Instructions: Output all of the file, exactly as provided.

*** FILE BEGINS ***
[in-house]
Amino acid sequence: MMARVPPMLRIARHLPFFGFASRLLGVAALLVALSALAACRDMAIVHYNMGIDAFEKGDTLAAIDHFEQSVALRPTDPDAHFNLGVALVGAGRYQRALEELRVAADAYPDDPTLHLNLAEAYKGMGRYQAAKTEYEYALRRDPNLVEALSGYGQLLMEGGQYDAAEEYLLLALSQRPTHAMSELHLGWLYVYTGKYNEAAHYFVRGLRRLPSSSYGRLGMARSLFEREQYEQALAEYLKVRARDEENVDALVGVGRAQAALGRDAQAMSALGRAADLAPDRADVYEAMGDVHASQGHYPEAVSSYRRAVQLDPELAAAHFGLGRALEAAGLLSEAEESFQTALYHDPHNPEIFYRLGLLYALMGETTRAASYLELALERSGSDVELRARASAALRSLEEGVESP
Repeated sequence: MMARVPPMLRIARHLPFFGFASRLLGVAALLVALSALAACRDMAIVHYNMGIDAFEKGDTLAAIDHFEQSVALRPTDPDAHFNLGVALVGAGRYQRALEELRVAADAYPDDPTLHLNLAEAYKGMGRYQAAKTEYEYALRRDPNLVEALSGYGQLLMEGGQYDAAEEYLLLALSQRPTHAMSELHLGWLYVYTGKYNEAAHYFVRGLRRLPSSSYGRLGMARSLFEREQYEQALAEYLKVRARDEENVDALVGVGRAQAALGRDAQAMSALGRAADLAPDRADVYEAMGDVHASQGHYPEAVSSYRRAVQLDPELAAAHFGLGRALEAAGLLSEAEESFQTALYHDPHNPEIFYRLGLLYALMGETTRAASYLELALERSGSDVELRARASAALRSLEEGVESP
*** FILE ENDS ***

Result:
[in-house]
Amino acid sequence: MMARVPPMLRIARHLPFFGFASRLLGVAALLVALSALAACRDMAIVHYNMGIDAFEKGDTLAAIDHFEQSVALRPTDPDAHFNLGVALVGAGRYQRALEELRVAADAYPDDPTLHLNLAEAYKGMGRYQAAKTEYEYALRRDPNLVEALSGYGQLLMEGGQYDAAEEYLLLALSQRPTHAMSELHLGWLYVYTGKYNEAAHYFVRGLRRLPSSSYGRLGMARSLFEREQYEQALAEYLKVRARDEENVDALVGVGRAQAALGRDAQAMSALGRAADLAPDRADVYEAMGDVHASQGHYPEAVSSYRRAVQLDPELAAAHFGLGRALEAAGLLSEAEESFQTALYHDPHNPEIFYRLGLLYALMGETTRAASYLELALERSGSDVELRARASAALRSLEEGVESP
Repeated sequence: MMARVPPMLRIARHLPFFGFASRLLGVAALLVALSALAACRDMAIVHYNMGIDAFEKGDTLAAIDHFEQSVALRPTDPDAHFNLGVALVGAGRYQRALEELRVAADAYPDDPTLHLNLAEAYKGMGRYQAAKTEYEYALRRDPNLVEALSGYGQLLMEGGQYDAAEEYLLLALSQRPTHAMSELHLGWLYVYTGKYNEAAHYFVRGLRRLPSSSYGRLGMARSLFEREQYEQALAEYLKVRARDEENVDALVGVGRAQAALGRDAQAMSALGRAADLAPDRADVYEAMGDVHASQGHYPEAVSSYRRAVQLDPELAAAHFGLGRALEAAGLLSEAEESFQTALYHDPHNPEIFYRLGLLYALMGETTRAASYLELALERSGSDVELRARASAALRSLEEGVESP